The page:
Agnes D. FAUGHT, Plaintiff and Appellant, v. Ardon McGinnis FAUGHT, Defendant and Respondent. IN RE: the MARRIAGE of Ardon McGinnis and Agnes D. FAUGHT.
In March 1969 Agnes Faught secured a decree of separate maintenance from her husband Ardon. The decree awarded her $100 monthly spousal support to run to July 1971, but did not reserve jurisdiction in the court to extend the period of support. In May 1971 Agnes sought an increase and extension of spousal support, a request the court dismissed in July 1971 for lack of jurisdiction. Meanwhile in June 1971 Ardon initiated a separate action for dissolution of the marriage, to which Agnes responded with another request for spousal support. In November 1971 the dissolution court denied spousal support to Agnes on the ground of former adjudication and entered an interlocutory judgment dissolving the marriage.
Agnes has appealed the denial of further spousal support in both the separate maintenance proceeding and in the dissolution action. She has also appealed the interlocutory judgment of dissolution, contending the court lacked jurisdiction to dissolve the marriage at a time her appeal in the separate maintenance proceeding was pending.
We find her contentions without merit.
1. In the separate maintenance proceeding the court properly denied Agnes' request to extend spousal support beyond July 1971. Former Civil Code section 139.7 (now Civil Code section 4801 (d)), in effect at the time the separate maintenance decree was entered, declared: ‘An order for payment of an allowance for support . . . shall terminate at the end of the period specified in the order and shall not be extended unless the court in its original order retains jurisdiction.’ The decree did not retain jurisdiction in the court to extend the period of spousal support, and under the statute the court lacked authority to grant Agnes' request. (See Dahlstet v. Dahlstet, 272 Cal.App.2d 174, 178—179, 77 Cal.Rptr. 45.)
2. The court in the dissolution action correctly rejected Agnes' request for spousal support, for that issue had been conclusively adjudicated in the prior separate maintenance proceeding. Separete maintenance (now legal separation) is essentially a device to determine and settle the spouses' financial responsibilities to one another and to their minor children. While the law may once have been to the contrary (cf. Monroe v. Superior Court (1946) 28 Cal.2d 427, 170 P.2d 473) a decree of separate maintenance now operates as a final adjudication of such financial aspects of the matrimonial relationship as spousal support, division of community property, and settlement of property rights, and to the extent the decree deals with such matters it is conclusive. (Civ.Code, ss 4540, 4800, 4801.) At bench, the issue of spousal support had been resolved by the prior separate maintenance decree, and only the marital status of the parties remained to be determined in the dissolution action. Under the concept of divisible divorce, financial responsibility and marital status may be separately litigated at different times and in different forums. Unresolved litigation on one aspect of the matrimonial relationship will not upset an adjudication of another aspect that has gone to final judgment. Ardon's initiation of an action to change the marital status of the parties did not empower Agnes to reopen the issue of spousal support that had been adjudicated two years earlier. (See Hull v. Superior Court, 54 Cal.2d 139, 147—148, 5 Cal.Rptr. 1, 352 P.2d 161.)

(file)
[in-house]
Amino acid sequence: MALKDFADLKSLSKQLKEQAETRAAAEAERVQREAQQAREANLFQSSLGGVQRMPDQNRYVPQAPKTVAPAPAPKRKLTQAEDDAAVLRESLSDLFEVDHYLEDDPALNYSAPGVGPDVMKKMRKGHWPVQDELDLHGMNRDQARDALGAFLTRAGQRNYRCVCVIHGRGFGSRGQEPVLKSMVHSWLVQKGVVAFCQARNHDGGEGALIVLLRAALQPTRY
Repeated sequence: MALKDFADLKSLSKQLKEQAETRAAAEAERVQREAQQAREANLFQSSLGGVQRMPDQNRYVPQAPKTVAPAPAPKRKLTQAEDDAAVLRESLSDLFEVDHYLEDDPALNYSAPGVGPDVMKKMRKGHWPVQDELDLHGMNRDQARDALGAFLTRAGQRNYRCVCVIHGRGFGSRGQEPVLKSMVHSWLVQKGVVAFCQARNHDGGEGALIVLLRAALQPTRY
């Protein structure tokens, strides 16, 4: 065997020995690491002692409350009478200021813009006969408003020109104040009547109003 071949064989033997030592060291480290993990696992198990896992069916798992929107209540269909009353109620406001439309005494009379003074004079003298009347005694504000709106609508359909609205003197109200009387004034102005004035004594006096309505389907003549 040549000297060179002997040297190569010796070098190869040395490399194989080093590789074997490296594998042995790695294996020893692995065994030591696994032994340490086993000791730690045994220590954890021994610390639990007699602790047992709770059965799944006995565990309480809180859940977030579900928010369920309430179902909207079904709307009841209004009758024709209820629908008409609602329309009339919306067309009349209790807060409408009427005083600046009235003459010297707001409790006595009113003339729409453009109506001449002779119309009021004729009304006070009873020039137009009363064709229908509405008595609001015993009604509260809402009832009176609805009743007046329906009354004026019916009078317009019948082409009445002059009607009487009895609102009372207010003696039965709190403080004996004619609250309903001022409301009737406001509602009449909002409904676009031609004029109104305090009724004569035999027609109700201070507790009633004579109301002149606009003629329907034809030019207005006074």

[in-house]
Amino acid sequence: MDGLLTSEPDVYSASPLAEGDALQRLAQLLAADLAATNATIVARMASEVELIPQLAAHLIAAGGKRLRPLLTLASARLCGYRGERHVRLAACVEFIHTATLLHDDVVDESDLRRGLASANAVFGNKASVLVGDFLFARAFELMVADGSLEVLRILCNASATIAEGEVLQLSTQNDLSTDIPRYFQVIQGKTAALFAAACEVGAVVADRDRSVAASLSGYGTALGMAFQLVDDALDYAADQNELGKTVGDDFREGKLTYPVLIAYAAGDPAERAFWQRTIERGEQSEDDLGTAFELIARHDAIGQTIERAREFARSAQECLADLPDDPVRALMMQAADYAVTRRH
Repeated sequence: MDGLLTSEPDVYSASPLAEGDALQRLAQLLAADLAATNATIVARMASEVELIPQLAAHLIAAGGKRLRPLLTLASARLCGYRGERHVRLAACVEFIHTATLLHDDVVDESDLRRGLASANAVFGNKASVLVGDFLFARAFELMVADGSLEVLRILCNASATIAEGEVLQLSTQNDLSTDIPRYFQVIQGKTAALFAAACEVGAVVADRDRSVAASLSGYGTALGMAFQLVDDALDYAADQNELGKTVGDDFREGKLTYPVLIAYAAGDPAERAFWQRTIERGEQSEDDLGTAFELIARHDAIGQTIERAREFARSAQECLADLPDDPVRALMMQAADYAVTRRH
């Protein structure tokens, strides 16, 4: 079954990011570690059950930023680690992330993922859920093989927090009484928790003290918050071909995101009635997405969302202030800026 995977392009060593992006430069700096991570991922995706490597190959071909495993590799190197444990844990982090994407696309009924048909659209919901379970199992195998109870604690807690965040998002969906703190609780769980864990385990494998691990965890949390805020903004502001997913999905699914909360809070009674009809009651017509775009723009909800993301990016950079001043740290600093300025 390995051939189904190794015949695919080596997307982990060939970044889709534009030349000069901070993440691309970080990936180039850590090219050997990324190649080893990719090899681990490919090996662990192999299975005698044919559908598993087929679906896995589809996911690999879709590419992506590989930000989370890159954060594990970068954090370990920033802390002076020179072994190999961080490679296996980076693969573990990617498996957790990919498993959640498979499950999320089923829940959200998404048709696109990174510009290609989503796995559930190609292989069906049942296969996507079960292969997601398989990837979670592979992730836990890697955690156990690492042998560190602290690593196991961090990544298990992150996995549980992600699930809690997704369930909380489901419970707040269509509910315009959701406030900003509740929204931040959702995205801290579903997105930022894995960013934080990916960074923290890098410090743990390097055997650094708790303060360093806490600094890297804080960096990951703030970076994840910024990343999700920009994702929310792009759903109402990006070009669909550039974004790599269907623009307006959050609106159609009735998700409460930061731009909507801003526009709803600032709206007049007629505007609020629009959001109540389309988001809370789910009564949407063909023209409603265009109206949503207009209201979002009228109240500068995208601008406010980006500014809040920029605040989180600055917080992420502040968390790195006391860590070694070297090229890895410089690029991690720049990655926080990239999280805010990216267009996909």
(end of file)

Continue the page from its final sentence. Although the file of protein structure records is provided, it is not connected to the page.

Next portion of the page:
3. The court in the dissolution action did not lose its authority to proceed with dissolution of the marriage because of Agnes' pending appeal from the denial of spousal support in the separate maintenance proceeding. Under Code of Civil Procedure, section 916(a), an appeal stays proceedings in the trial court only with respect to the judgment or order appealed from and matters embraced therein. The action for dissolution did not involve matters at issue in the separate maintenance proceeding, and Ardon was entitled to proceed with his petition for dissolution of the marriage, irrespective of the ruling on Agnes' request for further spousal support. This conclusion is implicit in the statute that says: ‘A judgment decreeing the legal separation of the parties shall not bar a subsequent judgment decreeing the dissolution of the marriage rendered pursuant to a petition for dissolution filed by either party.’ (Civ.Code, s 4508(b).) Were the law as asserted by appellant, a spouse could postpone indefinitely the dissolution of a marriage by repeated requests for modification of spousal support followed by repeated appeals from the rulings on the requests.
The appeal from the order in the separate maintenance proceeding is dismissed. The judgment in the dissolution action is affirmed.
FLEMING, Associate Justice.
ROTH, P.J., and HERNDON, J., concur.